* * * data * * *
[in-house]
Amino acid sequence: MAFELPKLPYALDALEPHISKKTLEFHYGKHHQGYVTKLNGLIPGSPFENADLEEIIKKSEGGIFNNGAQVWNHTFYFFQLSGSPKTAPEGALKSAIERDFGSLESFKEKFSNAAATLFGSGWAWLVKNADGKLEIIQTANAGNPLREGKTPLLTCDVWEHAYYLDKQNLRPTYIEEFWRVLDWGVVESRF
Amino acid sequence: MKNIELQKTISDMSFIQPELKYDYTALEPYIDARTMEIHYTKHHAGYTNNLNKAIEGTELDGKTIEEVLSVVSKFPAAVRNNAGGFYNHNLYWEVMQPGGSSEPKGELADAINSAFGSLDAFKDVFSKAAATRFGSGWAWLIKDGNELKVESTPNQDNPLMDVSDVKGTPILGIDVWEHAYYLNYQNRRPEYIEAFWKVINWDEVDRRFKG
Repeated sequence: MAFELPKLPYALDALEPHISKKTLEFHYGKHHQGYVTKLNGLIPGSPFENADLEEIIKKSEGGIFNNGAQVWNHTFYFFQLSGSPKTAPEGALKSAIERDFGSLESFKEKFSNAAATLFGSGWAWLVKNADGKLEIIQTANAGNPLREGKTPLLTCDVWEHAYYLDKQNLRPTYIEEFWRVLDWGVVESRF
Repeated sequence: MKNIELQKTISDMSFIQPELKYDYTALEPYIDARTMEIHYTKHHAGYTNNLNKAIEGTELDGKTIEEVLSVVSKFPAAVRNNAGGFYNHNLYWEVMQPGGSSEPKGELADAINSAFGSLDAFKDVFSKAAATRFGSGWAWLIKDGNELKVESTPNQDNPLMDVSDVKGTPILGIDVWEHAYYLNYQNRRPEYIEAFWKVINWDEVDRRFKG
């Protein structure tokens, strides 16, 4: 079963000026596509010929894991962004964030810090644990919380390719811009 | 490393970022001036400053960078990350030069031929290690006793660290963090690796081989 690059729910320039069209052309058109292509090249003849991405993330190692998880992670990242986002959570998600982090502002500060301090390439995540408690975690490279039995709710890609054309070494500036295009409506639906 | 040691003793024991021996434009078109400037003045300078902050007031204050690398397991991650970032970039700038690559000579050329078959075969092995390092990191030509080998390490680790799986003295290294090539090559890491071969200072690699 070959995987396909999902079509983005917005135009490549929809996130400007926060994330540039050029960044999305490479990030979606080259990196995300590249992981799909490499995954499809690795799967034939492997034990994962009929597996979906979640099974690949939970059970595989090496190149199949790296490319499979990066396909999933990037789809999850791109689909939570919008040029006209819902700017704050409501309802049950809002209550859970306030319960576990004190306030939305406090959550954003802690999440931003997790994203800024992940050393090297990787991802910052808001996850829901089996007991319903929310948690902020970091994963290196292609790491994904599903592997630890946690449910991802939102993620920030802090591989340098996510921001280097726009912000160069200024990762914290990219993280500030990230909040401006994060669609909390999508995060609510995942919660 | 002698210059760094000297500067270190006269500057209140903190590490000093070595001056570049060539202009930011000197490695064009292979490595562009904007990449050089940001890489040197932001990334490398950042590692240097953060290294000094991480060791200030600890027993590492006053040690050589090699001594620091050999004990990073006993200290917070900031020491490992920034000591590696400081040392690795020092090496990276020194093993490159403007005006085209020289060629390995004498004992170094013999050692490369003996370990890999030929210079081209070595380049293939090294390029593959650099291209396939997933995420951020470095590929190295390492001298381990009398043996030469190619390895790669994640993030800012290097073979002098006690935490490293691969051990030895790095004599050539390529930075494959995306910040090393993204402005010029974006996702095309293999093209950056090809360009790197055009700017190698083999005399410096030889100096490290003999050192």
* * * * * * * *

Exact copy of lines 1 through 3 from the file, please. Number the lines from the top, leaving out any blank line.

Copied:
[in-house]
Amino acid sequence: MAFELPKLPYALDALEPHISKKTLEFHYGKHHQGYVTKLNGLIPGSPFENADLEEIIKKSEGGIFNNGAQVWNHTFYFFQLSGSPKTAPEGALKSAIERDFGSLESFKEKFSNAAATLFGSGWAWLVKNADGKLEIIQTANAGNPLREGKTPLLTCDVWEHAYYLDKQNLRPTYIEEFWRVLDWGVVESRF
Amino acid sequence: MKNIELQKTISDMSFIQPELKYDYTALEPYIDARTMEIHYTKHHAGYTNNLNKAIEGTELDGKTIEEVLSVVSKFPAAVRNNAGGFYNHNLYWEVMQPGGSSEPKGELADAINSAFGSLDAFKDVFSKAAATRFGSGWAWLIKDGNELKVESTPNQDNPLMDVSDVKGTPILGIDVWEHAYYLNYQNRRPEYIEAFWKVINWDEVDRRFKG